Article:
Jeneane responded with her opinion about the statement that many more men weblog than women. I think that we can safely assume that she doesn’t quite agree with this statement.
Jeneane is also one of the happy, hardy volunteers for Kitchen duty, and is coming up with some interesting sounding ideas. Damn interesting in fact. She asked about where to focus her writing, and whether to write to the wiki or the weblog, and I thought a comparison between the two might be good for a weblog post.
Of course we know what a weblog post is. It’s a long-form, short commented link, featuring photos, not having photos, written, spoken, seen, commented, not commented, about one’s cat, and about anything but one’s cat. Well, maybe if we’re really honest, we don’t know what it is; other than I think we can all agree that it has a unique author, and it’s rarely edited after publishing. These are the key differences between a weblog and a wiki.
(And that anyone can usually sign up for a wiki user account, but most weblogs only have invitation only author list. The Kitchen, however, is completely open – anyone can sign up for their own account, and start writing as soon as they do.)
In a weblog, you identify the author of a post. The author may be writing under an alias, but there’s still (usually) one author. A wiki, on the other hand, actively discourages identification of an article with a specific person. In fact, following traditional wiki protocol, names are usually removed from contributions to a main wiki article page.
(They are, however, encouraged within discussion pages associated with the article, if the software supports this. The software we’re using does. To sign your name, sign up for a user account, login, and then when you want to add something to a discussion page, just type in four tildes: ~~~~. This puts in your username, a link to your user page, and the timestamp of the edit. )
In addition, the writing in a wiki article page is open to editing. Weblog posts are edited by their author, but usually not edited after posting. Wiki articles are continuously edited, and usually not by the original contributor.
Now, wiki discussion entries are not edited, or in my opinion, shouldn’t be edited; because these are comments and notes made by contributors, or readers, about the contents of the ariticle. If you want to see a good example differentiating between material in a wiki article, and the discussion associated with an article, check out Wikipedia’s George Bush page, and it’s related discussion pages. Right now, the article is ‘protected’, and under mediation to discourage vandalism (see Wikipedia’s fascinating discussion about protecting pages).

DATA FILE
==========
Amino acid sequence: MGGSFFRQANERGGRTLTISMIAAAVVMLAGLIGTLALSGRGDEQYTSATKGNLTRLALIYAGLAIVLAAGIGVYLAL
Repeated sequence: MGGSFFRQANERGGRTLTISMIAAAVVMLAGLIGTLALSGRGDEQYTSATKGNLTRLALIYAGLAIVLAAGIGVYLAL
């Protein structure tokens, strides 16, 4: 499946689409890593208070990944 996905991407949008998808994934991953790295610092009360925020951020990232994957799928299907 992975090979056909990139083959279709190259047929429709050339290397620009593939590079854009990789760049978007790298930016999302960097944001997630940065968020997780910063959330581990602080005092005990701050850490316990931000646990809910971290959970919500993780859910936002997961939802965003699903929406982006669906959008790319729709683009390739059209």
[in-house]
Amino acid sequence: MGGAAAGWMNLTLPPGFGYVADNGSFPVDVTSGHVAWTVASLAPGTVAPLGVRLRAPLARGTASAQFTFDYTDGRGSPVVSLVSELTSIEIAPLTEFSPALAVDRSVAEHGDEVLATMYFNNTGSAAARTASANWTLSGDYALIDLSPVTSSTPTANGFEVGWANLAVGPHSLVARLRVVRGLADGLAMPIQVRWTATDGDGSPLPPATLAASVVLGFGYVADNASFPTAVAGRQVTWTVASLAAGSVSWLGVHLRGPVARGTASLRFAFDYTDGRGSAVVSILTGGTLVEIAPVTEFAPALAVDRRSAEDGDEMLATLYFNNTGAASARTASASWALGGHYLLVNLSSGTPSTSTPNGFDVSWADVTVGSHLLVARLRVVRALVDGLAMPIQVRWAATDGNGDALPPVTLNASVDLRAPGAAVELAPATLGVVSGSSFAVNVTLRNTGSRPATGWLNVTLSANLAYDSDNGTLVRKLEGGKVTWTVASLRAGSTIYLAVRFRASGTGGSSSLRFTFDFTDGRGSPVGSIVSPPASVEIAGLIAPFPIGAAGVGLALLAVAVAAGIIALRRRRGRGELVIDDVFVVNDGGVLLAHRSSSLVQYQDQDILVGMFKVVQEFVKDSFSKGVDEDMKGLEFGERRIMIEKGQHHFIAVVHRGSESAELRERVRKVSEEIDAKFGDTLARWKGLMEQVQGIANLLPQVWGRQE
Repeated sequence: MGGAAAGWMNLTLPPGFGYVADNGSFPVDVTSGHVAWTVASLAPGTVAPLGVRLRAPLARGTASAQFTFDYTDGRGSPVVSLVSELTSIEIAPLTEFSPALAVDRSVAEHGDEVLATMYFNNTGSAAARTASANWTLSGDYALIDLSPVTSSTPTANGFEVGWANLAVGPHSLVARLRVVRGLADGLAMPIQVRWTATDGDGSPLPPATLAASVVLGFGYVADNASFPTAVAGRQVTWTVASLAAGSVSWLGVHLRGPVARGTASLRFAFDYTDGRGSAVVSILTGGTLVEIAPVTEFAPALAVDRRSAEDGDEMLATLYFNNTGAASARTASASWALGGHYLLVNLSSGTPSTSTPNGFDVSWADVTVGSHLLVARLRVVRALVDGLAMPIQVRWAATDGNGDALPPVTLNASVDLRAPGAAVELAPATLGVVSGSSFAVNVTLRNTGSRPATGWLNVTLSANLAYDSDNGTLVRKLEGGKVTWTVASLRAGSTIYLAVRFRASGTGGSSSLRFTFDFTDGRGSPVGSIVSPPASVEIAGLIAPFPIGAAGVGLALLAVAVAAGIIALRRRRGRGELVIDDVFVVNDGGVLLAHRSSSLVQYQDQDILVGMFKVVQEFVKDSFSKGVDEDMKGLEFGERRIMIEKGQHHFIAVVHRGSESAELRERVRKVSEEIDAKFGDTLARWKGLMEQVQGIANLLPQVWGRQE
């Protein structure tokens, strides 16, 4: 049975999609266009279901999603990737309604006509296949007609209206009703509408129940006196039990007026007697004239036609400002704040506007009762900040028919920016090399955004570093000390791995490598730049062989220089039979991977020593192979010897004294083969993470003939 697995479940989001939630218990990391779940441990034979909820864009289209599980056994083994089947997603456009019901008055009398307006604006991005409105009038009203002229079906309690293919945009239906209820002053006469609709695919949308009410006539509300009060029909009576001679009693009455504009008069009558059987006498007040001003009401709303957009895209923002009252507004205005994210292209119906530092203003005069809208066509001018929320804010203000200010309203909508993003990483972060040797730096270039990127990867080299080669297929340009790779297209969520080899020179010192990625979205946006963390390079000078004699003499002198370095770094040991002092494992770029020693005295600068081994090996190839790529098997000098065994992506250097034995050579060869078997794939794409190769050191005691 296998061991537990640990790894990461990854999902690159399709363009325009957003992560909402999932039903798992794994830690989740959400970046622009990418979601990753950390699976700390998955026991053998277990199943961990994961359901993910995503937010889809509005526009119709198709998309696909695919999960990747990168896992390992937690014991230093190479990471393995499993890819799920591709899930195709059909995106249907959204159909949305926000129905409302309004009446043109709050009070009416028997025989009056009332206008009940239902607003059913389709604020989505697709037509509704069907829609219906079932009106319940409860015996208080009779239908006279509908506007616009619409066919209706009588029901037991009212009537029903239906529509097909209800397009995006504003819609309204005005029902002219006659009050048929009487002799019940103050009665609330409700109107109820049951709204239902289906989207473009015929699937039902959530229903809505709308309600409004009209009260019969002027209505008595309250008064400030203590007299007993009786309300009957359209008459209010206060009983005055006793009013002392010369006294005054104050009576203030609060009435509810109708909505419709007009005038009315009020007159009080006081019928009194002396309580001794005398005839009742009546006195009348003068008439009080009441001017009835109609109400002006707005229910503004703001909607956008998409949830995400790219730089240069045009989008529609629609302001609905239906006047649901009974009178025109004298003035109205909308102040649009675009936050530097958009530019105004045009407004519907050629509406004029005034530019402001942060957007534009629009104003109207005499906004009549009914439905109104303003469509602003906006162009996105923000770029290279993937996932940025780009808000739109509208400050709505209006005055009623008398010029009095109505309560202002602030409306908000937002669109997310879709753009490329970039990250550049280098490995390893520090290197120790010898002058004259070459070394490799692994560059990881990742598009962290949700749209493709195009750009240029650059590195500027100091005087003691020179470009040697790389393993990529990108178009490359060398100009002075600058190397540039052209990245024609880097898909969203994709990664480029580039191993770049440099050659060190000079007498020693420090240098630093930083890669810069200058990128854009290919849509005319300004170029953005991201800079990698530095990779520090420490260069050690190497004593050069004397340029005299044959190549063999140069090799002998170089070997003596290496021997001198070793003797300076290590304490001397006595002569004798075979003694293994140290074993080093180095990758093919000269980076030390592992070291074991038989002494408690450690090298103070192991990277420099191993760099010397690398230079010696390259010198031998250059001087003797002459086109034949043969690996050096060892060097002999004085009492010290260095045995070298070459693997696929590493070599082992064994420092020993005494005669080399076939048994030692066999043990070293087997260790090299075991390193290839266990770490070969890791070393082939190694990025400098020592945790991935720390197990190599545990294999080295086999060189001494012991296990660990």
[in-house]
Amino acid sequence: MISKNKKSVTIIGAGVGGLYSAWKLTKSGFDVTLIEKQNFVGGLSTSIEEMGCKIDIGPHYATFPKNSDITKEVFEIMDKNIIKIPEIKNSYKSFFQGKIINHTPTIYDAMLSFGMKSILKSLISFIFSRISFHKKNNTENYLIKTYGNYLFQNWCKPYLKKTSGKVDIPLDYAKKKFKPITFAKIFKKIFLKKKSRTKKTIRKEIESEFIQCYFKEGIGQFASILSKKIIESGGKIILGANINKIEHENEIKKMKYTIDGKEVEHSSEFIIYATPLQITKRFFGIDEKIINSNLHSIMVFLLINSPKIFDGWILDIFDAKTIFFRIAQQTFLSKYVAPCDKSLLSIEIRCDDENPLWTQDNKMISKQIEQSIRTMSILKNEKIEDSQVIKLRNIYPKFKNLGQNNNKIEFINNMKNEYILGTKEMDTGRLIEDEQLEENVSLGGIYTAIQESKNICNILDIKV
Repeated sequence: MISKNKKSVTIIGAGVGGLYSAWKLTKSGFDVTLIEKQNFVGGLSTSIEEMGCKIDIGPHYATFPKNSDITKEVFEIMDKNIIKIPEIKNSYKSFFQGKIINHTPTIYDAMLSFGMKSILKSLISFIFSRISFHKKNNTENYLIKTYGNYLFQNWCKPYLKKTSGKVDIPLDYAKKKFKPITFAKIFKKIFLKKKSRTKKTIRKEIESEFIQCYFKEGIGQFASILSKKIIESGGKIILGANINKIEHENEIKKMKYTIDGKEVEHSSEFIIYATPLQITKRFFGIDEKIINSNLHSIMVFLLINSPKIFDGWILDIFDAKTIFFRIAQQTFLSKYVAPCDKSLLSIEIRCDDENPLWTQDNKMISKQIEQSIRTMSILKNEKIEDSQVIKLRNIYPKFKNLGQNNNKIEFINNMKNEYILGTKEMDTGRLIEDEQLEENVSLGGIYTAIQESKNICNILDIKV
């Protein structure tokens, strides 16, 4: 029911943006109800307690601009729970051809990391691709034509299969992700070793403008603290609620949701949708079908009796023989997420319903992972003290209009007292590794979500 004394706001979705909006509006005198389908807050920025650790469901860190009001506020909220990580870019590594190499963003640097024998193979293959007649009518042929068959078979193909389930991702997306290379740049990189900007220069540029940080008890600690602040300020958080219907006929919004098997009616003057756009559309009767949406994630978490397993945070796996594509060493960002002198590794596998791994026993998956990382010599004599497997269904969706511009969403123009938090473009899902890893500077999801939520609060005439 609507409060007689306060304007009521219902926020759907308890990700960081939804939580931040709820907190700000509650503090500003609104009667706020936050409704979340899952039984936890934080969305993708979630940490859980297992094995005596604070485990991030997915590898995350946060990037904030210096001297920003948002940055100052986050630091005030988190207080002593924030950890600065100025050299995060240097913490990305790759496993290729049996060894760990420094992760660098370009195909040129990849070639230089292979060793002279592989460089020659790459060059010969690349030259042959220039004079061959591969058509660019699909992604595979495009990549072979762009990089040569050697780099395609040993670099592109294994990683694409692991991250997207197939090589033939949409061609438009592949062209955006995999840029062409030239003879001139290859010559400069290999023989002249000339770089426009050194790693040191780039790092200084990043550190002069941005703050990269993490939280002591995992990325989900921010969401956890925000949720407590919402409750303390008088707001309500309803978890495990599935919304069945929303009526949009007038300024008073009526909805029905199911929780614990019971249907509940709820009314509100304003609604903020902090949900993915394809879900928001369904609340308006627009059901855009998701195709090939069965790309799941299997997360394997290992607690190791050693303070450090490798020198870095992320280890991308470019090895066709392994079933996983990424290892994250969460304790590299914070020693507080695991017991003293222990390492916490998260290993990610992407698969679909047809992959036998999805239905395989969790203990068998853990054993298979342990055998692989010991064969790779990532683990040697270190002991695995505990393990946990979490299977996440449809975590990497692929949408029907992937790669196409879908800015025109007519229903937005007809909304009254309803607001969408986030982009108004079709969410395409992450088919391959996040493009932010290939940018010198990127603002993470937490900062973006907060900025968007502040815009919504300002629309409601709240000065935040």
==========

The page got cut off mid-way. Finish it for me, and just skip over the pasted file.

I will be following the procedures and guidelines established by Wikipedia because, frankly, this site and the people who maintain it know what they are doing. Which means encouraging multi-author contributions in the articles, discouraging editing of comments in the discussion, and protecting pages that get too hot to handle, until the participants cool down.
For the Kitchen clinic, I will be writing essays daily to the weblog, and most likely will be copying the contents of the essay to the appropriate page in the wiki, in order to hopefully jump start topics not already started. If a topic has been started then I may only add a link to the essay in the weblog.
Now, my enthusiasm for this wiki in this circumstance, doesn’t mean that I’m enthusiastic for wikis in all group efforts. In my comments, Sean Conner brought up the obvious enthusiasm I have for the Weblogging Wikipedia as compared to my oft stated reluctance and criticism of the wiki-driven effort with Atom.
I felt, and still feel, that the Atom effort didn’t suit a wiki. In fact, it didn’t take long before most of this effort left the wiki and became focused in the mailing list associated with the Atom syntax.
Atom was seeking to create a new specification in an environment that had been heavily contentious in the past. As such, it tended to attract fairly aggressive participants who would barely wait for the ink to dry on the paper before going in and editing whatever was written all to heck. Wikis should encourage editing, but not at the expense of each person having a right to have their voices heard. If a wiki is dominated by a small group of very aggressive editors, much of the beauty of the community participating in the wiki is lost.
In addition, the Atom effort was to form a specification, not necessarily to document existing information. In my opinion, and people can and probably will disagree with me, that a wiki is better suited to documentation and dissemination of information, than resolution.
In addition, as I’ve said previously, a wiki is a great way to document the ebb and tide of this very transitory medium we call weblogging. In fact, I had an email today asking for a summary of the weblogs.com contretemps that happened earlier in the year; the person wanted this for an article he is writing. This is the perfect demonstration of the benefit of the wiki for weblogging because once the event is documented, and all links scouted out and linked in, in cases like this, we just point the person to the relevant wiki page.
Only thing now, is I have to decide if I should add a new category to handle it: weblogging warfare.